Coridander Bolted But Don't Worry The Parsley Is Doing Well

PUBLISHED: 09:59 15 April 2008 | UPDATED: 10:20 04 May 2010

ONE of the big pluses about living in Ely is the time that I have gained at each end of the day from not having to travel to and from work. Not only do I have more time in the mornings and evenings but I am not so tired when I walk through the door at nig

ONE of the big pluses about living in Ely is the time that I have gained at each end of the day from not having to travel to and from work. Not only do I have more time in the mornings and evenings but I am not so tired when I walk through the door at night, which has given me a new lease of life! I can't lie, dear reader, I haven't spent this new-found time on some exciting girlie pursuit or a hip-and-happening project I have, instead, taken up gardening. Now, I don't have a huge garden and there is no lawn. The area is a reasonable size, but mostly paved, although there are a couple of beds I have to grow most things in pots. But with a bit of help and inspiration from Jamie Oliver, I have already planted some rhubarb and herbs and I am busy clearing a patch for some fruit bushes. I bought one of those lean-to plastic greenhouse thingies for my seeds, well, I thought if the plants don't do well I could always use it as a shoe rack. I have no idea what I am doing and everything is trial and error. I plant, water and hope for the best and if my greenery is still alive a couple of weeks after planting I feel a great sense of achievement. There have been a couple of disasters already, my coriander bolted and went all stringy and my basil failed to materialise but the mint and parsley I planted at the same time are looking very healthy. If you have any tips or would like to pass on any cuttings I would be very grateful.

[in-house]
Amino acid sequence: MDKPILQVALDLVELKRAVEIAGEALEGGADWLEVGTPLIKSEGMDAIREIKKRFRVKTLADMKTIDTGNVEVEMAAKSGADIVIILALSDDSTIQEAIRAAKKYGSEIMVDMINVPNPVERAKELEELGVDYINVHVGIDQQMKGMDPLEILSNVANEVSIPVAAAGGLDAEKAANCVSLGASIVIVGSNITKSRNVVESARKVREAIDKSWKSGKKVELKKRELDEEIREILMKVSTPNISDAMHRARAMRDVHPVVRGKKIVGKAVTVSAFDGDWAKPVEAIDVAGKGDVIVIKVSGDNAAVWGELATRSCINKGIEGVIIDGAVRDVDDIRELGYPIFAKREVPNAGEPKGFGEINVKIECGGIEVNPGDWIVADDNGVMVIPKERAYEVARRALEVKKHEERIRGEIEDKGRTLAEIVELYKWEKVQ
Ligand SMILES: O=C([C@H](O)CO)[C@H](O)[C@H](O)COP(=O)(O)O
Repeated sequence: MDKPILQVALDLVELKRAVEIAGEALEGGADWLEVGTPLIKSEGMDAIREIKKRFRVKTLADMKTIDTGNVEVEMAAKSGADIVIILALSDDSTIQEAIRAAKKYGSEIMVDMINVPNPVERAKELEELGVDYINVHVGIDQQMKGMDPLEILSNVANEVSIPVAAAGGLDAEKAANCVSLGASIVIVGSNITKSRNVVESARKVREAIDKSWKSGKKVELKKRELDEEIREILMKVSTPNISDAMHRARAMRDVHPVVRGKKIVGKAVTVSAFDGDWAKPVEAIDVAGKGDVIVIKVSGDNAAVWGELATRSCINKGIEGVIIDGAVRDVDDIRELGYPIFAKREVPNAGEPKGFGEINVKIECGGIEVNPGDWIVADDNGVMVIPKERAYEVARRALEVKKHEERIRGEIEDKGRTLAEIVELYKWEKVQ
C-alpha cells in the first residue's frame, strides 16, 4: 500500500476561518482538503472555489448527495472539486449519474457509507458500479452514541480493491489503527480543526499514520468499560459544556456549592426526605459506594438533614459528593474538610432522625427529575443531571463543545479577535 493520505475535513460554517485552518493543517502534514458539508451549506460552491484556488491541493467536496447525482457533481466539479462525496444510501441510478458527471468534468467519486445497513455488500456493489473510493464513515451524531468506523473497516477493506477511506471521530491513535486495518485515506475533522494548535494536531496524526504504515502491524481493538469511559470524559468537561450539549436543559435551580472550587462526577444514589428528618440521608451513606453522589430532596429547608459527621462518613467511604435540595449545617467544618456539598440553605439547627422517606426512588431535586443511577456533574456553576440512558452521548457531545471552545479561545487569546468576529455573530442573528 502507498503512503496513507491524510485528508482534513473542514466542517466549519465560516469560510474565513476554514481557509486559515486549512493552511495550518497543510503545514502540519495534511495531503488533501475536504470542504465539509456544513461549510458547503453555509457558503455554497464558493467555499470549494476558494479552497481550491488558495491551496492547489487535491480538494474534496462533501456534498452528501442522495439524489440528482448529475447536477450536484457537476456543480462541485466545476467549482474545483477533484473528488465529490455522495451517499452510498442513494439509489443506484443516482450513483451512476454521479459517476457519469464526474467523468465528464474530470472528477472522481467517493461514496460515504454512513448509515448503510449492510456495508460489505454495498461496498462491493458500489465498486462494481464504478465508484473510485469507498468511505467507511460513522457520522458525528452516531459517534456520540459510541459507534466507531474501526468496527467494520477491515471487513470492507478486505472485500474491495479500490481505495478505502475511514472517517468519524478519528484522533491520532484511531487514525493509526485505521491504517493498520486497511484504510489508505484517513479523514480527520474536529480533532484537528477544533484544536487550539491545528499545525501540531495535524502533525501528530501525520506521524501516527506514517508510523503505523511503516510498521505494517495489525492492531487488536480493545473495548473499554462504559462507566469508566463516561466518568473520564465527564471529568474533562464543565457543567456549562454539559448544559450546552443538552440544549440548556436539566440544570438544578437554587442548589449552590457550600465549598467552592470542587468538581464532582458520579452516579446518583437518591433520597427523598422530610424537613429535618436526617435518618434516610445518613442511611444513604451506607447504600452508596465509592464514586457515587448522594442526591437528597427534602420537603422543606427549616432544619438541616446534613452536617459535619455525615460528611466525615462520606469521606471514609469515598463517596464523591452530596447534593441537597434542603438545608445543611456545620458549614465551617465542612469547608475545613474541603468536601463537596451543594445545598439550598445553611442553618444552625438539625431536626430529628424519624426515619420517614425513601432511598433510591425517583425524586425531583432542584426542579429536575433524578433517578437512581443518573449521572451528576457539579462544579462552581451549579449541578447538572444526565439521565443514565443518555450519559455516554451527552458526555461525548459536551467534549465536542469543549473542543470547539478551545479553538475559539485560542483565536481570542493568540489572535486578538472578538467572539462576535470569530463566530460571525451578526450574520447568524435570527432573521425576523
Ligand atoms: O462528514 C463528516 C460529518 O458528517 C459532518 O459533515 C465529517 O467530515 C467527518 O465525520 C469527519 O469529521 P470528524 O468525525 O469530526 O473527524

Now, it wouldn't be very neighbourly of me not to invite you, my new neighbours, round for a cup of tea or coffee would it? So, I have organised a coffee morning on April 24 at the Ely Standard. I will be charging for the coffee as we are trying to raise some money for Liam Fairhurst and the CLIC Sargent charity, but in order to extend the hand of friendship to my new neighbours in East Cambs I will be handing out some home-made cakes, and if I say so myself I do make a good carrot cake. I wish I could say the carrots will be fresh from the garden, but they won't, they will be as fresh as it's possible to be from the supermarket. Please come along between 10am and noon, and if you would like to donate a raffle prize it would be very much appreciated.

I have also organised some breakfast meetings at the office and my first breakfast guest was Tracey Harding, who is the tourism officer for East Cambs District Council. I asked Tracey to come in and talk to me about Eel Day and once we had finished eating, she talked all things eel. Eel Day is a perfect example of everything that is good about Ely. All that goodwill and enthusiasm (and slight quirkiness) that exists in the local area to make things happen and Tracey Harding has bucket loads of enthusiasm for this event. From small beginnings four years ago, the event is developing each year and this year's event will include the new Waits group which has been revived to celebrate Ely's rich history. You can read more about the group on Page 4 of this week's paper. Events like this would not be possible were it not for the energy of people like Tracey and it was lovely to share some time with her...even if her Eel stories did put me off my lunch.

INFO: Eel Day is on May 3. Look out for details in the Ely Standard.

Email: debbie.davies@archant.co.uk

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